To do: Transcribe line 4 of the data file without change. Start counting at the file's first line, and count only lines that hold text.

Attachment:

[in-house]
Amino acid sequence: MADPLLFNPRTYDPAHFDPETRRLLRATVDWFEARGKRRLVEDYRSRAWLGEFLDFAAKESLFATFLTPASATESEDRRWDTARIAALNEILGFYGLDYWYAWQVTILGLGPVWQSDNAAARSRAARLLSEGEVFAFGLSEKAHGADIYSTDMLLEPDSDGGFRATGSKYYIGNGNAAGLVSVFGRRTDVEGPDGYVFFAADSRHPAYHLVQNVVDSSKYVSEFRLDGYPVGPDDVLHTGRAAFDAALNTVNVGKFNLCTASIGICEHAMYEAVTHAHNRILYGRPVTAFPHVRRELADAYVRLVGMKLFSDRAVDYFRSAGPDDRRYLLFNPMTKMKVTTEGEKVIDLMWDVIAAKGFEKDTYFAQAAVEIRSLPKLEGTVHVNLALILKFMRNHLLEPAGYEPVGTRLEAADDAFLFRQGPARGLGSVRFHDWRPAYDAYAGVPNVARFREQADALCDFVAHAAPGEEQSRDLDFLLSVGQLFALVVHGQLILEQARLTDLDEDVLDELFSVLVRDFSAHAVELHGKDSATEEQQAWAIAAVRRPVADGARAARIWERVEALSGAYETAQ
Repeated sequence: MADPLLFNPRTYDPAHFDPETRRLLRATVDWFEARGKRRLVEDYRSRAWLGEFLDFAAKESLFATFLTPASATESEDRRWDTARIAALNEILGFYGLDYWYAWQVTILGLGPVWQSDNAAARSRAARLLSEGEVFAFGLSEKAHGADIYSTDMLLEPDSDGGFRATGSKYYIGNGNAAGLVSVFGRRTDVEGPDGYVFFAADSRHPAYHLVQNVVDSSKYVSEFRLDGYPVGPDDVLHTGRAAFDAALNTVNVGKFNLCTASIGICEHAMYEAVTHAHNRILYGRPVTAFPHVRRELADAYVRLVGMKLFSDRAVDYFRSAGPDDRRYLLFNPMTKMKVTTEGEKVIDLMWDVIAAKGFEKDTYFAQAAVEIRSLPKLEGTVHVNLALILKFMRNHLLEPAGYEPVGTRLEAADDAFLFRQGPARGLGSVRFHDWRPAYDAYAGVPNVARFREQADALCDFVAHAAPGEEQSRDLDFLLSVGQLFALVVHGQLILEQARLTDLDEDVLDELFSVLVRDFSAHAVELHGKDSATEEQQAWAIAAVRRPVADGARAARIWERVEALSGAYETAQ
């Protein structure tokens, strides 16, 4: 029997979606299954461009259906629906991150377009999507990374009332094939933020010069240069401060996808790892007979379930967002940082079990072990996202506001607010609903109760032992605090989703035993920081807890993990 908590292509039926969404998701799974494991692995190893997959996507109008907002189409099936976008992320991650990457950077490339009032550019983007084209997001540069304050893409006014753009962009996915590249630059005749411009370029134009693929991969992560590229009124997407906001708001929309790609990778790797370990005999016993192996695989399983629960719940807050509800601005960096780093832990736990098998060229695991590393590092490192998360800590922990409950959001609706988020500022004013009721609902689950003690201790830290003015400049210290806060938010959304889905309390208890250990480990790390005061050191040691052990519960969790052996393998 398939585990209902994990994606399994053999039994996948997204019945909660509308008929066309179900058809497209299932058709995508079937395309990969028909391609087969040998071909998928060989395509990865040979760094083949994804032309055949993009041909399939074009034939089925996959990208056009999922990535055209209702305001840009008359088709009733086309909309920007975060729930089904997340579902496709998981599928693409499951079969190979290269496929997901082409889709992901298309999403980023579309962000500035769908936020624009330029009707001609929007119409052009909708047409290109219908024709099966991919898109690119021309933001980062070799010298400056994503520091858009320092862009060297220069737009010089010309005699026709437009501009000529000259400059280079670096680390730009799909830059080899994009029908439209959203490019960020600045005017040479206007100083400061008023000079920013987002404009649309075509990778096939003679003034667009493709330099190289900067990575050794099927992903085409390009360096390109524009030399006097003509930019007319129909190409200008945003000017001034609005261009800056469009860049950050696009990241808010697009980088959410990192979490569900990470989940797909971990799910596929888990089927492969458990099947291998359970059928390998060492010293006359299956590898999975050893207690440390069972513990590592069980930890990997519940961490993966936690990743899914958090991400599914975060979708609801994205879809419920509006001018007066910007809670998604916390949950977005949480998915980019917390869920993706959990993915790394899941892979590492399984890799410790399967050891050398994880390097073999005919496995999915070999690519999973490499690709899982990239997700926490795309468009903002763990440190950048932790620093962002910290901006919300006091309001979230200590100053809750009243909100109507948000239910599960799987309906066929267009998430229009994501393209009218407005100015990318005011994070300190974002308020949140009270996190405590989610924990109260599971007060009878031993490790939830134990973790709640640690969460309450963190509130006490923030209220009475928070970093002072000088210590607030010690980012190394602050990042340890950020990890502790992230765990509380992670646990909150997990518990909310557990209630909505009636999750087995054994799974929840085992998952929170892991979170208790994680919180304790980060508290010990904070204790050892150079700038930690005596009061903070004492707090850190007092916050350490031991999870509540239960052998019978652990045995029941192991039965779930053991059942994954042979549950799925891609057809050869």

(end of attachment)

């Protein structure tokens, strides 16, 4: 029997979606299954461009259906629906991150377009999507990374009332094939933020010069240069401060996808790892007979379930967002940082079990072990996202506001607010609903109760032992605090989703035993920081807890993990 908590292509039926969404998701799974494991692995190893997959996507109008907002189409099936976008992320991650990457950077490339009032550019983007084209997001540069304050893409006014753009962009996915590249630059005749411009370029134009693929991969992560590229009124997407906001708001929309790609990778790797370990005999016993192996695989399983629960719940807050509800601005960096780093832990736990098998060229695991590393590092490192998360800590922990409950959001609706988020500022004013009721609902689950003690201790830290003015400049210290806060938010959304889905309390208890250990480990790390005061050191040691052990519960969790052996393998 398939585990209902994990994606399994053999039994996948997204019945909660509308008929066309179900058809497209299932058709995508079937395309990969028909391609087969040998071909998928060989395509990865040979760094083949994804032309055949993009041909399939074009034939089925996959990208056009999922990535055209209702305001840009008359088709009733086309909309920007975060729930089904997340579902496709998981599928693409499951079969190979290269496929997901082409889709992901298309999403980023579309962000500035769908936020624009330029009707001609929007119409052009909708047409290109219908024709099966991919898109690119021309933001980062070799010298400056994503520091858009320092862009060297220069737009010089010309005699026709437009501009000529000259400059280079670096680390730009799909830059080899994009029908439209959203490019960020600045005017040479206007100083400061008023000079920013987002404009649309075509990778096939003679003034667009493709330099190289900067990575050794099927992903085409390009360096390109524009030399006097003509930019007319129909190409200008945003000017001034609005261009800056469009860049950050696009990241808010697009980088959410990192979490569900990470989940797909971990799910596929888990089927492969458990099947291998359970059928390998060492010293006359299956590898999975050893207690440390069972513990590592069980930890990997519940961490993966936690990743899914958090991400599914975060979708609801994205879809419920509006001018007066910007809670998604916390949950977005949480998915980019917390869920993706959990993915790394899941892979590492399984890799410790399967050891050398994880390097073999005919496995999915070999690519999973490499690709899982990239997700926490795309468009903002763990440190950048932790620093962002910290901006919300006091309001979230200590100053809750009243909100109507948000239910599960799987309906066929267009998430229009994501393209009218407005100015990318005011994070300190974002308020949140009270996190405590989610924990109260599971007060009878031993490790939830134990973790709640640690969460309450963190509130006490923030209220009475928070970093002072000088210590607030010690980012190394602050990042340890950020990890502790992230765990509380992670646990909150997990518990909310557990209630909505009636999750087995054994799974929840085992998952929170892991979170208790994680919180304790980060508290010990904070204790050892150079700038930690005596009061903070004492707090850190007092916050350490031991999870509540239960052998019978652990045995029941192991039965779930053991059942994954042979549950799925891609057809050869």